The former president is also wanted by the International Criminal Court (ICC) on charges of war crimes and genocide linked to the Darfur conflict. The Sudanese military said it would not extradite Bashir to the ICC.
A Sudanese court on Saturday sentenced former President Omar al-Bashir to two years in a rehabilitation center over charges of money laundering and corruption. He will be sent to a state-run facility for elderly people who are convicted of crimes not punishable with death.
"The court convicted Omar Hassan Ahmed al-Bashir," judge Al-Sadiq Abdelrahman said. "The court decided to send him to a community reform centre for two years."
It was the first verdict in a series of legal cases against the country's former strongman, who was ousted by the military in April after months of protests by pro-democracy protesters.
Earlier this year, the former president was charged with money laundering, after millions of US dollars, euros and Sudanese pounds were seized in his home shortly after his ouster.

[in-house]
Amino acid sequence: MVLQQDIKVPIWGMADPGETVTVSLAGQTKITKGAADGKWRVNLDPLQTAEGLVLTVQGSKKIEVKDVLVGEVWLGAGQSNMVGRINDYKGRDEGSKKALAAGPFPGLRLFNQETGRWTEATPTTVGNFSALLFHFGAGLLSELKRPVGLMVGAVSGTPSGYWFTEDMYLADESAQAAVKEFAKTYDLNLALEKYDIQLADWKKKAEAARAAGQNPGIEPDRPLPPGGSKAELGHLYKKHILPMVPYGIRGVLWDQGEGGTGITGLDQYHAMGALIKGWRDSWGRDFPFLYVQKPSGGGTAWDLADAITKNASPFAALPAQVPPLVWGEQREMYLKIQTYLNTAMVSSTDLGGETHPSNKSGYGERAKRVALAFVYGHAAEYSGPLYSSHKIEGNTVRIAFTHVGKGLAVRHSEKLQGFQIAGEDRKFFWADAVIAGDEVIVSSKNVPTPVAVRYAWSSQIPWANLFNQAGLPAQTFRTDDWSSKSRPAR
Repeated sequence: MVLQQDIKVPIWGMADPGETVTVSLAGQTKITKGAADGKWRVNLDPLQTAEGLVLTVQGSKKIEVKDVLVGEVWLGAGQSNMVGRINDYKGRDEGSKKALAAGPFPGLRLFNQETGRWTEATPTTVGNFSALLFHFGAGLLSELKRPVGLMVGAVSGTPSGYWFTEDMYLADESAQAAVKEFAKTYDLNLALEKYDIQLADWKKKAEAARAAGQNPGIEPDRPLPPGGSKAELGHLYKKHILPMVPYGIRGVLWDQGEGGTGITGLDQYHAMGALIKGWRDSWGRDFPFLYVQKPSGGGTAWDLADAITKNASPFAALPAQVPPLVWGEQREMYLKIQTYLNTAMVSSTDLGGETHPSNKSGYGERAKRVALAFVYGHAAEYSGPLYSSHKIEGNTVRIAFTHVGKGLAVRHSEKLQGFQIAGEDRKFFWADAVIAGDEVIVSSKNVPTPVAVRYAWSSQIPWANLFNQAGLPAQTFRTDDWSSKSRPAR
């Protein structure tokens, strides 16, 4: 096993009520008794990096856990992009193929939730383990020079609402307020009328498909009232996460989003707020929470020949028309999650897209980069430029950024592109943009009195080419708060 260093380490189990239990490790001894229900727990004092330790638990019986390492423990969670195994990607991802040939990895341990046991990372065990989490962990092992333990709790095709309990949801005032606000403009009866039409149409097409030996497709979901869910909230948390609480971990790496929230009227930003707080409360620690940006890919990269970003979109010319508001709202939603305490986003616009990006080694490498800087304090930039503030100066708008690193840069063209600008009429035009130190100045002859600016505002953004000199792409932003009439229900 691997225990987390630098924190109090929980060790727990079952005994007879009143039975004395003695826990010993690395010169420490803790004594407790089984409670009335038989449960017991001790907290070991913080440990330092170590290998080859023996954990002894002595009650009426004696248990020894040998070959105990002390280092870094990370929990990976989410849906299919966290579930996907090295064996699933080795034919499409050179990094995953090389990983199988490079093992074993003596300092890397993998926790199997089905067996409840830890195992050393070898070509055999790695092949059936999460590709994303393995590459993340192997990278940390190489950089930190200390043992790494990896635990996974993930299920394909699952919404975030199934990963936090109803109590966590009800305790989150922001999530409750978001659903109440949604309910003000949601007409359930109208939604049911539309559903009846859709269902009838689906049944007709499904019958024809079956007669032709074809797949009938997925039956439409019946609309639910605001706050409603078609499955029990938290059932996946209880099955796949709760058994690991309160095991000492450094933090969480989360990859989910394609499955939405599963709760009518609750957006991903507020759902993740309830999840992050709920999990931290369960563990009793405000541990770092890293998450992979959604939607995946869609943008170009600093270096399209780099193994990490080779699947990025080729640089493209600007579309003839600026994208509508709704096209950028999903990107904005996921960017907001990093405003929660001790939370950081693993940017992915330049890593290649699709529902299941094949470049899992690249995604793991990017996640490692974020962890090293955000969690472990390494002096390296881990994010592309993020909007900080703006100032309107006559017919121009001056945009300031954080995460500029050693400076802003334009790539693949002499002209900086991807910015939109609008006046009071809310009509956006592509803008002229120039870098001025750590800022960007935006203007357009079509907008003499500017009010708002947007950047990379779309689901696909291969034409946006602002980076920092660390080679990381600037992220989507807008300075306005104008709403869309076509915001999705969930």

Al-Bashir, 75, has been in the Sudanese military's custody since April.
The corruption trial is separate from al-Bashir's alleged involvement in the killings of protesters during the uprising against his authoritarian rule.
More serious charges remain
In December last year, protests erupted against rising prices and food shortages, as calls for al-Bashir's resignation gained momentum. The security forces launched a crackdown against the anti-Bashir demonstrators, killing dozens of people.
Al-Bashir had seized power in 1989 after leading a military coup against his predecessor, Ahmad Ali al-Mirghani.
During his three decades of power, al-Bashir ruled the country with an iron fist and was accused of sponsoring terrorism. He was wanted by The Hague-based International Criminal Court (ICC) on war crimes and genocide charges related to the Darfur conflict in the 2000s that killed hundreds of thousands of people due to war and starvation.
The African country's military has said it would not extradite al-Bashir to the ICC, however, it is unclear whether the military-civilian government agrees with it.
In August, rights watchdog Amnesty International warned that the 75-year-old's trial should not distract from the more severe charges he faces in The Hague.
shs/mm (AP, AFP, dpa)